It was Pride Week in New Orleans. The parade had just ended. I spent the evening getting blitzed under a balcony, stepping through polyrhythms in tandem with seventy thousand other men and women. Afterward, the audience broke off, in various stages of undress, to porches and curbsides throughout the French Quarter, until the road was strewn with beads and condoms and go-cups.
It happens every year. New Orleans has a ton of queer households on the census. It’s a pretty colorful city. And inevitably, those colors deepen in June, when Pride Week comes around: the clubs host parties funded by globalized sex apps, tiny drunken congregations bloom all over the Quarter, and the week climaxes with a march the final evening. And then brunch, or, depending on your persuasion, maybe a little more.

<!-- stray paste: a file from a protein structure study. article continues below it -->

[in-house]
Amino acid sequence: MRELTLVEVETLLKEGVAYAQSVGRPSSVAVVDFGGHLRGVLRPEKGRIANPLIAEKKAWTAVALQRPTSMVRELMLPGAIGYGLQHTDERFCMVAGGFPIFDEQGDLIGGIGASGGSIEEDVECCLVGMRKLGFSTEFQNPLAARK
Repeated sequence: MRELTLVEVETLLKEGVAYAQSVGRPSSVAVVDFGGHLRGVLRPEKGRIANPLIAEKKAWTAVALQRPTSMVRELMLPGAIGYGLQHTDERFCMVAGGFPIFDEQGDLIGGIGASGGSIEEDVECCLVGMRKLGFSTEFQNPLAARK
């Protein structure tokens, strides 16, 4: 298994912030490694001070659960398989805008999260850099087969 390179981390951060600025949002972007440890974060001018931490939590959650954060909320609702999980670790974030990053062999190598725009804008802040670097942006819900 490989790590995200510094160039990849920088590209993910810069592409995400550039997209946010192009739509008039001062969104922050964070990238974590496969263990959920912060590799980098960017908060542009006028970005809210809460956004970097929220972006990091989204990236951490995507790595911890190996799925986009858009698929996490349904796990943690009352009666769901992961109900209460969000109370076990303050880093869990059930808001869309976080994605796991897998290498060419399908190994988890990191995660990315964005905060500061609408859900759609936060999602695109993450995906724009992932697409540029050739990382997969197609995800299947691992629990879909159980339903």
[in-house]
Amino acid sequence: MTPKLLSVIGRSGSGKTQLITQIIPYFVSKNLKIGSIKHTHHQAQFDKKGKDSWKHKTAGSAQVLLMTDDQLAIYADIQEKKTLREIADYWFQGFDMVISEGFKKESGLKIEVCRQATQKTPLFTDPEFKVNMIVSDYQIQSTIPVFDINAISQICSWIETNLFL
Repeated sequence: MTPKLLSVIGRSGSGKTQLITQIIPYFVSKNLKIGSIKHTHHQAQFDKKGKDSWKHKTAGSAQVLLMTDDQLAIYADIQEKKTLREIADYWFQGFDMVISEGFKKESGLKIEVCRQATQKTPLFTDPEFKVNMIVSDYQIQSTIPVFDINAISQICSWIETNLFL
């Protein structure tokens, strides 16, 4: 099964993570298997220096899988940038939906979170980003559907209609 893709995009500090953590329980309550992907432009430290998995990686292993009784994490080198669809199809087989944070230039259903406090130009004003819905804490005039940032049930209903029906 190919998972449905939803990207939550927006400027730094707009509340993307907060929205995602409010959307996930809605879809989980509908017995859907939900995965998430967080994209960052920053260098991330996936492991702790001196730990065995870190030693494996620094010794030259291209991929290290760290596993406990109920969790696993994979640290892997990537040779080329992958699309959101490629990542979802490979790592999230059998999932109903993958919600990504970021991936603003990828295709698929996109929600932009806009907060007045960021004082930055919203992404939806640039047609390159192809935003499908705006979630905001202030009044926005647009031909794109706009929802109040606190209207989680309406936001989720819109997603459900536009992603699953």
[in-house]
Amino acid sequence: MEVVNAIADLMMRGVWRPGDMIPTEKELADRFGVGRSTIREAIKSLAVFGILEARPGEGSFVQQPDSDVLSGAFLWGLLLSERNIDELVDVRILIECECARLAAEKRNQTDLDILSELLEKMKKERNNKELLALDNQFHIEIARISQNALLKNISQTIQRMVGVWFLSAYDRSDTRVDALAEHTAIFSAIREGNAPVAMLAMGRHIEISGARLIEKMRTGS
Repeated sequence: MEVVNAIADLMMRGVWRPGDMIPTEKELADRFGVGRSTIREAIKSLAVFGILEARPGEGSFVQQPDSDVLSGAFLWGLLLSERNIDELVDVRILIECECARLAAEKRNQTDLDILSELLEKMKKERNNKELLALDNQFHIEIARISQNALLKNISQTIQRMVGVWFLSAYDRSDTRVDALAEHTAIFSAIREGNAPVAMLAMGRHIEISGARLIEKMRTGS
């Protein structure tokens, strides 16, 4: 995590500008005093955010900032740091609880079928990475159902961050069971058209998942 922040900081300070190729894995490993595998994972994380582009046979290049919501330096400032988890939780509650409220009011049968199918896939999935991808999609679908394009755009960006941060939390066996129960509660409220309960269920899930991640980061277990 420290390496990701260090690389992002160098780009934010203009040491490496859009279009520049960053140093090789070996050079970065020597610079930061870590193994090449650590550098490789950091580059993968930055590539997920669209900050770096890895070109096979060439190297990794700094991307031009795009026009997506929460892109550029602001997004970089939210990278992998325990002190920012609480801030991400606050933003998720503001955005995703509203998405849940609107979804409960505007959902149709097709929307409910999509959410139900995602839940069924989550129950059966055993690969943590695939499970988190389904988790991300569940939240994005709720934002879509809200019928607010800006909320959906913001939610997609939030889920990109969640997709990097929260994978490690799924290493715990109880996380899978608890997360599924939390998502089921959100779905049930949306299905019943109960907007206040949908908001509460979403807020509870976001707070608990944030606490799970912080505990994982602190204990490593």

But even if the city moonlights as a Babylon of the South, it can also be a dangerous place to go out. Loads of murders go unsolved annually in New Orleans. At least two this year have involved transgender women of color. Assaults in the loop of gay bars by Bourbon Street are hardly unheard of, and the city isn’t at all removed from the South’s virulent thread of hatred. But when the parade turned the corner of Conti Street, those facts hardly diminished its tremors; and, in a town that isn’t terribly diverse, you were suddenly as likely to find yourself grinding on some Canadian kid as a flock of Iranian bears. Read More